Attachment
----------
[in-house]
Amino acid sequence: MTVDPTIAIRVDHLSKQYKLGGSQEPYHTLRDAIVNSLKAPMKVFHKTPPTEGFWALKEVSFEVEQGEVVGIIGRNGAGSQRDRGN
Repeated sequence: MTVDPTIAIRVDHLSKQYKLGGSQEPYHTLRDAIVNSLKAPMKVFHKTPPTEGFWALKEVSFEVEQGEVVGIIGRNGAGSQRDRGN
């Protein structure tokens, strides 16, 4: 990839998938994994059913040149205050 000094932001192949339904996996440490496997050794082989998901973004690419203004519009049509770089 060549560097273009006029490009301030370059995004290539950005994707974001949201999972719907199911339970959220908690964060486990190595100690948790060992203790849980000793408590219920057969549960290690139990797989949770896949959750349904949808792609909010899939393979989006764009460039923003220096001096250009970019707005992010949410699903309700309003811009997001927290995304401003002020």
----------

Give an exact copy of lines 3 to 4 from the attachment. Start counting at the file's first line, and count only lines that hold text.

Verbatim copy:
Repeated sequence: MTVDPTIAIRVDHLSKQYKLGGSQEPYHTLRDAIVNSLKAPMKVFHKTPPTEGFWALKEVSFEVEQGEVVGIIGRNGAGSQRDRGN
């Protein structure tokens, strides 16, 4: 990839998938994994059913040149205050 000094932001192949339904996996440490496997050794082989998901973004690419203004519009049509770089 060549560097273009006029490009301030370059995004290539950005994707974001949201999972719907199911339970959220908690964060486990190595100690948790060992203790849980000793408590219920057969549960290690139990797989949770896949959750349904949808792609909010899939393979989006764009460039923003220096001096250009970019707005992010949410699903309700309003811009997001927290995304401003002020």